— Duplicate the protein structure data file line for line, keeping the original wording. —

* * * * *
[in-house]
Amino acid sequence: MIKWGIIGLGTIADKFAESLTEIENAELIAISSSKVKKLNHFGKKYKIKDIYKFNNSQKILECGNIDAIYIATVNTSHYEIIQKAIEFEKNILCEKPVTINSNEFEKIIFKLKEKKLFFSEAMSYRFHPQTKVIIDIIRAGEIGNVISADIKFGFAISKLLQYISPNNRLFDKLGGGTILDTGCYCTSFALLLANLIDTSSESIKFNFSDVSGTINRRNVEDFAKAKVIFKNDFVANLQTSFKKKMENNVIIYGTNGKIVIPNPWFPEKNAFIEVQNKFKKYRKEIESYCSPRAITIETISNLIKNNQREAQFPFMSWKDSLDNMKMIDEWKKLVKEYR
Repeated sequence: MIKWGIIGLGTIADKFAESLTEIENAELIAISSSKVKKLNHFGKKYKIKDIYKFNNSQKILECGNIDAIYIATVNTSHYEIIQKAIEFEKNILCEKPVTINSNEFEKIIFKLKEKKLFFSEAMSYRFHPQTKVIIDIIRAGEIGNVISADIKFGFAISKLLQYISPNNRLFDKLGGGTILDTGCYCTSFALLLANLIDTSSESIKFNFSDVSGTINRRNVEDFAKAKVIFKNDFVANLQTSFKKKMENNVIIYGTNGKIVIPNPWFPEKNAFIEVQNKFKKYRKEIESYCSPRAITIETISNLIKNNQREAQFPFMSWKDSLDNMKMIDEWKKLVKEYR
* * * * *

[in-house]
Amino acid sequence: MIKWGIIGLGTIADKFAESLTEIENAELIAISSSKVKKLNHFGKKYKIKDIYKFNNSQKILECGNIDAIYIATVNTSHYEIIQKAIEFEKNILCEKPVTINSNEFEKIIFKLKEKKLFFSEAMSYRFHPQTKVIIDIIRAGEIGNVISADIKFGFAISKLLQYISPNNRLFDKLGGGTILDTGCYCTSFALLLANLIDTSSESIKFNFSDVSGTINRRNVEDFAKAKVIFKNDFVANLQTSFKKKMENNVIIYGTNGKIVIPNPWFPEKNAFIEVQNKFKKYRKEIESYCSPRAITIETISNLIKNNQREAQFPFMSWKDSLDNMKMIDEWKKLVKEYR
Repeated sequence: MIKWGIIGLGTIADKFAESLTEIENAELIAISSSKVKKLNHFGKKYKIKDIYKFNNSQKILECGNIDAIYIATVNTSHYEIIQKAIEFEKNILCEKPVTINSNEFEKIIFKLKEKKLFFSEAMSYRFHPQTKVIIDIIRAGEIGNVISADIKFGFAISKLLQYISPNNRLFDKLGGGTILDTGCYCTSFALLLANLIDTSSESIKFNFSDVSGTINRRNVEDFAKAKVIFKNDFVANLQTSFKKKMENNVIIYGTNGKIVIPNPWFPEKNAFIEVQNKFKKYRKEIESYCSPRAITIETISNLIKNNQREAQFPFMSWKDSLDNMKMIDEWKKLVKEYR